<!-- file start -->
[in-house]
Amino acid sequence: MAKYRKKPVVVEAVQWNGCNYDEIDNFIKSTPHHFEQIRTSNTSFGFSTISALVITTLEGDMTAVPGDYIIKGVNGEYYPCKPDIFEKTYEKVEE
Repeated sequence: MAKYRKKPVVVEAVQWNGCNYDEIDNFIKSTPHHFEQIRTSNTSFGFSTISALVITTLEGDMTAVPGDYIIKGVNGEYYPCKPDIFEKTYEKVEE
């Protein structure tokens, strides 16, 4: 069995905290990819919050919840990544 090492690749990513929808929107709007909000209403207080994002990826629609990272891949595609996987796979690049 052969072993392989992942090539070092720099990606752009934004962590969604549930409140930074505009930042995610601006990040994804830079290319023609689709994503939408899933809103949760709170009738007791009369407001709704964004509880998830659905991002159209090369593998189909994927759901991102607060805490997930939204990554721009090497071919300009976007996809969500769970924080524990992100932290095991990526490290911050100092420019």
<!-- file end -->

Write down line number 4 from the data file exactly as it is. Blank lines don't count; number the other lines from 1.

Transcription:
């Protein structure tokens, strides 16, 4: 069995905290990819919050919840990544 090492690749990513929808929107709007909000209403207080994002990826629609990272891949595609996987796979690049 052969072993392989992942090539070092720099990606752009934004962590969604549930409140930074505009930042995610601006990040994804830079290319023609689709994503939408899933809103949760709170009738007791009369407001709704964004509880998830659905991002159209090369593998189909994927759901991102607060805490997930939204990554721009090497071919300009976007996809969500769970924080524990992100932290095991990526490290911050100092420019």